Slide nine, Industrial Automation. Sales in the quarter of $822 million down 36%, underlying sales were down 37%, acquisitions added three points and currencies subtracted two points. By region, the U.S. was down 42%, Europe was down 36%, and Asia was down 27%. We’ve seen broad based weakness across the segment with power generating alternator business down substantially.

EBITDA of 63% or 7.7% of sales, negatively impacted by volume deleverage, including inventory reduction and higher restructuring of $14 million. We did see a sequential margin improvement of 270 basis points from Q3 on essentially flat sales. We have seen order trends stabilize at very low levels for Industrial Automation.

Industrial Automation also aggressively reduced inventory by approximately $50 million since June 30, '09 and about $220 million since 12/31/08. We expect end market conditions will remain very challenging in the near-term for Industrial Automation.

Next slide, Network Power. Sales in the quarter of $1.338 billion, down 22%, underlying sales were down 20%, acquisition subtracted one points and currency subtracted one point. By region, the U.S. was down 20%, Asia was down 8%, and Europe was down 36%.

EBIT dollars of $178 million or 13.3% of sales. Margin increased 70 basis points from the prior year quarter driven by cost reduction savings from repositioning efforts and material cost containment, which was partially offset by volume deleverage.

Network Power had restructuring spending of $118 million in FY'09 focused on improving the operational efficiency and strengthen the global competitive position of the business segment. We recently announced the Avocent acquisition. Avocent will significantly enhanced Emerson’s solutions portfolio for the data center infrastructure management.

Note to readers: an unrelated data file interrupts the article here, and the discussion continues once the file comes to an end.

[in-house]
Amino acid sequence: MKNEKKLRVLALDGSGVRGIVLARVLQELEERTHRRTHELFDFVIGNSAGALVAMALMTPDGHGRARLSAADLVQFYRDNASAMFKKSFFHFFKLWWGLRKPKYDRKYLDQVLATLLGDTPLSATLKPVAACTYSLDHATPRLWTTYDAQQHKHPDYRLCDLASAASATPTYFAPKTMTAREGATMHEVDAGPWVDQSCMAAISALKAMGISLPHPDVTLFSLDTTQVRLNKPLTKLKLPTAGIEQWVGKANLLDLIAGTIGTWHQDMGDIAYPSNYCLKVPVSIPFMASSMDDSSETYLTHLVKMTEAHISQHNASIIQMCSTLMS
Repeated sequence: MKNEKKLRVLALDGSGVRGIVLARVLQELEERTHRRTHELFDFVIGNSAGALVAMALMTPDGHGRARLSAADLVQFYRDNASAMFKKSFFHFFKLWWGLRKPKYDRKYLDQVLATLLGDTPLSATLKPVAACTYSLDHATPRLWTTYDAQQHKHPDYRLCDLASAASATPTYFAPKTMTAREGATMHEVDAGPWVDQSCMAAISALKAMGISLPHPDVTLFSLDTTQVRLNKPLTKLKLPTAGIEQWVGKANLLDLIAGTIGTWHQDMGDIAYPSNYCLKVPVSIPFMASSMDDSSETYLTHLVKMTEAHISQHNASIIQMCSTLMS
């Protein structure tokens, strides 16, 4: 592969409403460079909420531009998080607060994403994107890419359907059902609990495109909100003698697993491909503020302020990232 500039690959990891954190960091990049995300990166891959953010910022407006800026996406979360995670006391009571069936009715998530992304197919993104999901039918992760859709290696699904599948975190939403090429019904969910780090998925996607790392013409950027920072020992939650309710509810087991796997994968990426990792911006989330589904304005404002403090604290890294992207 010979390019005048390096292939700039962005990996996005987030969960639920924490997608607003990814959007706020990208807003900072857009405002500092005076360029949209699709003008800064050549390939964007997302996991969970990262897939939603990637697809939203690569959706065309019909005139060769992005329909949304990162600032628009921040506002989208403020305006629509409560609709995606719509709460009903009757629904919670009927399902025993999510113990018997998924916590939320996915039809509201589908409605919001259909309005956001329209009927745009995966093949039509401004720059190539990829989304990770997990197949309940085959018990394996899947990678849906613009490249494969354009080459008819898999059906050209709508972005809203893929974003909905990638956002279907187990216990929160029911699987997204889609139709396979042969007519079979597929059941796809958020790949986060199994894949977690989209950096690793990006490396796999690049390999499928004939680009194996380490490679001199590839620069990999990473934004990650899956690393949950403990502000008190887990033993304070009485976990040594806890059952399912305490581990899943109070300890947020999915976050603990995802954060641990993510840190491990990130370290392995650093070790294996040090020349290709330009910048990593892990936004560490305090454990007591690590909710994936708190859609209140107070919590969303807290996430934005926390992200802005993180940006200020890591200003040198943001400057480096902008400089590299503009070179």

Slide 11, Climate Technologies. Sales in the quarter of $913 million, down 10% with underlying sales down 10%, currency subtracting two points and acquisitions adding two points. By region, U.S. was down 11%, Europe was down 20% and Asia was up 4%. The growth in Asia was driven by China's stimulus program and growth is expected to be strong in China in early 2010 for Climate Technologies.

EBIT dollars were $147 million or 16.1% of sales, a margin expansion of 250 basis points impacted positively by cost reductions and effective management of price/cost exposures. Order trends have stabilized for Climate Technologies and we’ve seen modest improvement. We expect the U.S. Residential GFI to be positive in the second half of fiscal year 2010.

Next slide, Appliance and Tools. Sales in the quarter of $760 million, down 22%, underlying sales were also down 22%. By region, the U.S. down 21%, Europe was down 25% and Asia declined 6%.

EBIT dollars of $117 million or 15.4% of sales. Margin increased 330 basis points driven by cost reduction benefits and effective cost/price management which was partially offset by volume deleverage and negative mix. We also had a $22 million charge in the appliance control business last year in fourth quarter of '08. We expect residential and consumer markets to recover gradually as we progress through 2010, but the last couple months have been very tepid.

Slide 13, overview of the full year results. Sales for the full year of $20.915 billion, down 16%, underlying sales were down 13%, emerging markets were 32% of total sales and international were 55% of total sales. Operating profit of $3.167 billion or 15.1% of sales, the decline driven by volume deleverage and aggressive inventory reduction.

EPS from continuing operations of $2.27, down 27% from the prior year. Dividends per share increased 10% and fiscal year '09 was our 53rd consecutive year of increased dividends. The Board of Directors voted to increase the December dividend to $0.335 per share. Operating cash flow of $3.086 billion, down 6%, and free cash flow of $2.555 billion or 12.2% of sales essentially matching the 2008 level.